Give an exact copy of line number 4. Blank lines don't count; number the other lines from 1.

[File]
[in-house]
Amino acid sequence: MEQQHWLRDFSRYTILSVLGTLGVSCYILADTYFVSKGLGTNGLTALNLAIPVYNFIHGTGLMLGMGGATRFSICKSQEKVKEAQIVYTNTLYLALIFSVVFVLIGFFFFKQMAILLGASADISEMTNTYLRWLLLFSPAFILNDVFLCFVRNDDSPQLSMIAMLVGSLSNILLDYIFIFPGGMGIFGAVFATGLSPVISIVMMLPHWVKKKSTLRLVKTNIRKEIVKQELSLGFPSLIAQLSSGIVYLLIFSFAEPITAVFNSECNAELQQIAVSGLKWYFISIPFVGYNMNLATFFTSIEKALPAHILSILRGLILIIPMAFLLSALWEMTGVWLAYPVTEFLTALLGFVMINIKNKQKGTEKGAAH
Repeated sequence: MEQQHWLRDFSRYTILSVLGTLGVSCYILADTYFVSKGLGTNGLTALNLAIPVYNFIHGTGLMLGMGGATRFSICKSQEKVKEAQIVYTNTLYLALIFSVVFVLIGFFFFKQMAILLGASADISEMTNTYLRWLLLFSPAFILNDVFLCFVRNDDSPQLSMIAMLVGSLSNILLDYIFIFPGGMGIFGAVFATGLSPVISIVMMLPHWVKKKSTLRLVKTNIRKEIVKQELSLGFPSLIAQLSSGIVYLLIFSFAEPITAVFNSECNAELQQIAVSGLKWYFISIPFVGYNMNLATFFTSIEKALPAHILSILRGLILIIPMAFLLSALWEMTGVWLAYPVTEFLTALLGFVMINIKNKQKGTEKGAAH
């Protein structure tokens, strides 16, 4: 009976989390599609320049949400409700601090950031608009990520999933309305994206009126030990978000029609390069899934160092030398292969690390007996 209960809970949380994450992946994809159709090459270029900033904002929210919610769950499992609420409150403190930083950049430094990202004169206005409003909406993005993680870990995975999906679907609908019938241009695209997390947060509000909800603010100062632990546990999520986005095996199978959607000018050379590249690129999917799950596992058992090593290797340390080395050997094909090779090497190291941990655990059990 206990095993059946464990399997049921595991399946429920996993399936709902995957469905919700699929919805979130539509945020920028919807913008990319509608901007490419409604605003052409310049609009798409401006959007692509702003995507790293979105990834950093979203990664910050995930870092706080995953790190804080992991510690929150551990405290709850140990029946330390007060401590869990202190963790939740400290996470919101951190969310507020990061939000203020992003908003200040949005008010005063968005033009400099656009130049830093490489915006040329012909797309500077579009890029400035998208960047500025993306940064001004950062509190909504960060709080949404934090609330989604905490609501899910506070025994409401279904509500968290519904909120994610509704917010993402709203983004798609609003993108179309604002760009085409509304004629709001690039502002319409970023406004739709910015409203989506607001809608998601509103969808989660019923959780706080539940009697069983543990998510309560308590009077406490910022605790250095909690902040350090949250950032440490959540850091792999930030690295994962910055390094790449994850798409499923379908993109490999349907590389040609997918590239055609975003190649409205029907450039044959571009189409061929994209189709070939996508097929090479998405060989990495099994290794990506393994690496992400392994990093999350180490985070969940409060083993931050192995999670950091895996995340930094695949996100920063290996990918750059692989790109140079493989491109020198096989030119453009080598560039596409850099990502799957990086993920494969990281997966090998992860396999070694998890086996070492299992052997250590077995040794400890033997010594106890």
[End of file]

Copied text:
């Protein structure tokens, strides 16, 4: 009976989390599609320049949400409700601090950031608009990520999933309305994206009126030990978000029609390069899934160092030398292969690390007996 209960809970949380994450992946994809159709090459270029900033904002929210919610769950499992609420409150403190930083950049430094990202004169206005409003909406993005993680870990995975999906679907609908019938241009695209997390947060509000909800603010100062632990546990999520986005095996199978959607000018050379590249690129999917799950596992058992090593290797340390080395050997094909090779090497190291941990655990059990 206990095993059946464990399997049921595991399946429920996993399936709902995957469905919700699929919805979130539509945020920028919807913008990319509608901007490419409604605003052409310049609009798409401006959007692509702003995507790293979105990834950093979203990664910050995930870092706080995953790190804080992991510690929150551990405290709850140990029946330390007060401590869990202190963790939740400290996470919101951190969310507020990061939000203020992003908003200040949005008010005063968005033009400099656009130049830093490489915006040329012909797309500077579009890029400035998208960047500025993306940064001004950062509190909504960060709080949404934090609330989604905490609501899910506070025994409401279904509500968290519904909120994610509704917010993402709203983004798609609003993108179309604002760009085409509304004629709001690039502002319409970023406004739709910015409203989506607001809608998601509103969808989660019923959780706080539940009697069983543990998510309560308590009077406490910022605790250095909690902040350090949250950032440490959540850091792999930030690295994962910055390094790449994850798409499923379908993109490999349907590389040609997918590239055609975003190649409205029907450039044959571009189409061929994209189709070939996508097929090479998405060989990495099994290794990506393994690496992400392994990093999350180490985070969940409060083993931050192995999670950091895996995340930094695949996100920063290996990918750059692989790109140079493989491109020198096989030119453009080598560039596409850099990502799957990086993920494969990281997966090998992860396999070694998890086996070492299992052997250590077995040794400890033997010594106890």